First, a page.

Practicing in silence
I worked as we all do, by playing the music out loud, until one day before a concert in Buenos Aires, I was rudely interrupted by a very unpleasant woman in the apartment below. Although it was daytime, she threatened to call the police. So necessity being the mother of invention, I tried to practice as quietly as possible. I noticed that if I depressed the keys very, very slowly there would be no sound at all. I quickly realized that this could give me some interesting results. First of all, since some of the motions were so slow, I found this to be a marvelous way of checking on how securely I had memorized the pieces.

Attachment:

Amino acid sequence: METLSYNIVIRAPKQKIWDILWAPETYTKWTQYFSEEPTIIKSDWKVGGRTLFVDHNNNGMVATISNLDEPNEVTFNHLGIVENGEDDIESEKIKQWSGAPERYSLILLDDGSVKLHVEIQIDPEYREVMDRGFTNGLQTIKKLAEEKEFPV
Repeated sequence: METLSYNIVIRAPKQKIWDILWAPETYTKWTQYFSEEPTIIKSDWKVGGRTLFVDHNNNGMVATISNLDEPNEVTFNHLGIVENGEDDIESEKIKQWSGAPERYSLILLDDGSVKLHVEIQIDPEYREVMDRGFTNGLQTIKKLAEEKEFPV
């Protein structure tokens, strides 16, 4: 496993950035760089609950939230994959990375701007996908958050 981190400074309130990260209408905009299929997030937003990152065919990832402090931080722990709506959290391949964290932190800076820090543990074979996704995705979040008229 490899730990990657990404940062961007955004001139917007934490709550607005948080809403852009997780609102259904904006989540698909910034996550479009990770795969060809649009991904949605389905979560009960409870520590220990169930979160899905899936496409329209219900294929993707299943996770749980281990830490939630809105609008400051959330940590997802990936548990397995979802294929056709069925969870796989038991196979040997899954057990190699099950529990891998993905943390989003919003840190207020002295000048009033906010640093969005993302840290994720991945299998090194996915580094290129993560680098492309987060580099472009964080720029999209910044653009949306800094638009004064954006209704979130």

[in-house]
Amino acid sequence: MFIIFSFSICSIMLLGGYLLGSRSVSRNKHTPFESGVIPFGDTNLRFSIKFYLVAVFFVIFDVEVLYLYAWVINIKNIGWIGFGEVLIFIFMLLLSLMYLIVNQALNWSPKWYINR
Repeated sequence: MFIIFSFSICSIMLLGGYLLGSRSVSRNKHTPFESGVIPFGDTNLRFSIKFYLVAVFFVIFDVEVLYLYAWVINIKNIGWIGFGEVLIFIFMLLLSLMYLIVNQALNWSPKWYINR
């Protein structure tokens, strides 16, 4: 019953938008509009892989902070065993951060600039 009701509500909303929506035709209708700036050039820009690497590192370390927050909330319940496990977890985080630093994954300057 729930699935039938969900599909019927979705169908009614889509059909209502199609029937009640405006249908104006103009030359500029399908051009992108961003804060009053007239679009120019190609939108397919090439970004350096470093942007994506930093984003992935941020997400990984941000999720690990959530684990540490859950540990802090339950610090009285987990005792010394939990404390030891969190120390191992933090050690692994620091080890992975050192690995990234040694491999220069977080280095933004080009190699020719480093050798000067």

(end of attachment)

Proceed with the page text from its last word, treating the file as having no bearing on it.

And after that day I continued to practice in this way because it became clear that the kind of pressure used in such careful depression of the keys strengthens the fingers to such an extent that when you play at the proper tempo, it seems easy. You’ve seen baseball players practicing their swing with two bats in order to feel the relative lightness of one bat. This kind of practice gives you a margin of strength and security on stage, where we may be performing somewhat below our optimum level. And of course on tour this has become one of the blessings of my existence. I can practice on any bloody keyboard that is available. So many pianists say they can’t practice because the piano is not good enough, and to me that’s nonsense.